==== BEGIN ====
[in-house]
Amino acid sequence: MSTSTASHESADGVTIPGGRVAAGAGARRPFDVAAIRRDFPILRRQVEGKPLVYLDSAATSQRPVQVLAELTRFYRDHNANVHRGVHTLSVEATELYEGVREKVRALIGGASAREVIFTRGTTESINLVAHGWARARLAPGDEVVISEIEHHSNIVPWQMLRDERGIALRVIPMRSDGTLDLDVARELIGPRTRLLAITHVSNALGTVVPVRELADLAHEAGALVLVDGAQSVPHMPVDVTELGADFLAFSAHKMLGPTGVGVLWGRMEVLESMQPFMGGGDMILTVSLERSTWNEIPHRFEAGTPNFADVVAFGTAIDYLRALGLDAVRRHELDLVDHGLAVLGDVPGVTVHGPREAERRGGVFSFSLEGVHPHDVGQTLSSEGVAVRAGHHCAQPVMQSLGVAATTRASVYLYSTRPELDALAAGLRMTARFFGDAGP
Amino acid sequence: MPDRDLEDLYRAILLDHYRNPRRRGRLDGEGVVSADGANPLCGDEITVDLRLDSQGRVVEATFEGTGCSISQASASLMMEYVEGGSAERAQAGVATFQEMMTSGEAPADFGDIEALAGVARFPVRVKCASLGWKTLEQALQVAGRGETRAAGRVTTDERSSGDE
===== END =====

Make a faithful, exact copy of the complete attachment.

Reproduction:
[in-house]
Amino acid sequence: MSTSTASHESADGVTIPGGRVAAGAGARRPFDVAAIRRDFPILRRQVEGKPLVYLDSAATSQRPVQVLAELTRFYRDHNANVHRGVHTLSVEATELYEGVREKVRALIGGASAREVIFTRGTTESINLVAHGWARARLAPGDEVVISEIEHHSNIVPWQMLRDERGIALRVIPMRSDGTLDLDVARELIGPRTRLLAITHVSNALGTVVPVRELADLAHEAGALVLVDGAQSVPHMPVDVTELGADFLAFSAHKMLGPTGVGVLWGRMEVLESMQPFMGGGDMILTVSLERSTWNEIPHRFEAGTPNFADVVAFGTAIDYLRALGLDAVRRHELDLVDHGLAVLGDVPGVTVHGPREAERRGGVFSFSLEGVHPHDVGQTLSSEGVAVRAGHHCAQPVMQSLGVAATTRASVYLYSTRPELDALAAGLRMTARFFGDAGP
Amino acid sequence: MPDRDLEDLYRAILLDHYRNPRRRGRLDGEGVVSADGANPLCGDEITVDLRLDSQGRVVEATFEGTGCSISQASASLMMEYVEGGSAERAQAGVATFQEMMTSGEAPADFGDIEALAGVARFPVRVKCASLGWKTLEQALQVAGRGETRAAGRVTTDERSSGDE